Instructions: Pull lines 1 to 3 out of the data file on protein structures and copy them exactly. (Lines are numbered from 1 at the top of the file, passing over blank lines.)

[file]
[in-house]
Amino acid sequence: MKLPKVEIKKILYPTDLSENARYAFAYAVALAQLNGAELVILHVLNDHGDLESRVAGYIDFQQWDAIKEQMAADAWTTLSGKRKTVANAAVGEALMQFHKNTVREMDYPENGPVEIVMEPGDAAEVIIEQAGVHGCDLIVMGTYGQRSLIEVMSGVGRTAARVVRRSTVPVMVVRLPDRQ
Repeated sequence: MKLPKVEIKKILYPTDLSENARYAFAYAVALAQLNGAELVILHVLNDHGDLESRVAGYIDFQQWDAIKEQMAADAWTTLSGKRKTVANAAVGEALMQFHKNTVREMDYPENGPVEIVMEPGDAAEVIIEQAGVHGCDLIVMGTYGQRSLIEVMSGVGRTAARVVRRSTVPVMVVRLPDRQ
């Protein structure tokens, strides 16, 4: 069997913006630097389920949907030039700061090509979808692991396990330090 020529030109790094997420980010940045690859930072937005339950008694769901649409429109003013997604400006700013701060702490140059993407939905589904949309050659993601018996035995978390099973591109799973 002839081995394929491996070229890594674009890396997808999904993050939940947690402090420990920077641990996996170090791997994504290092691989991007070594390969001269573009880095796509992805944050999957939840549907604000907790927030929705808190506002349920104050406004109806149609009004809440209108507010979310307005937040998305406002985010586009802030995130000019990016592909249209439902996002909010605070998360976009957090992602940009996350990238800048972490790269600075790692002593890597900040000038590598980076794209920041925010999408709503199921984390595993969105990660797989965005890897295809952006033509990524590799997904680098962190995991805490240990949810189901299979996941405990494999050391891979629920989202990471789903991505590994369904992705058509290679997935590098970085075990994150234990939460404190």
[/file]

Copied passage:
[in-house]
Amino acid sequence: MKLPKVEIKKILYPTDLSENARYAFAYAVALAQLNGAELVILHVLNDHGDLESRVAGYIDFQQWDAIKEQMAADAWTTLSGKRKTVANAAVGEALMQFHKNTVREMDYPENGPVEIVMEPGDAAEVIIEQAGVHGCDLIVMGTYGQRSLIEVMSGVGRTAARVVRRSTVPVMVVRLPDRQ
Repeated sequence: MKLPKVEIKKILYPTDLSENARYAFAYAVALAQLNGAELVILHVLNDHGDLESRVAGYIDFQQWDAIKEQMAADAWTTLSGKRKTVANAAVGEALMQFHKNTVREMDYPENGPVEIVMEPGDAAEVIIEQAGVHGCDLIVMGTYGQRSLIEVMSGVGRTAARVVRRSTVPVMVVRLPDRQ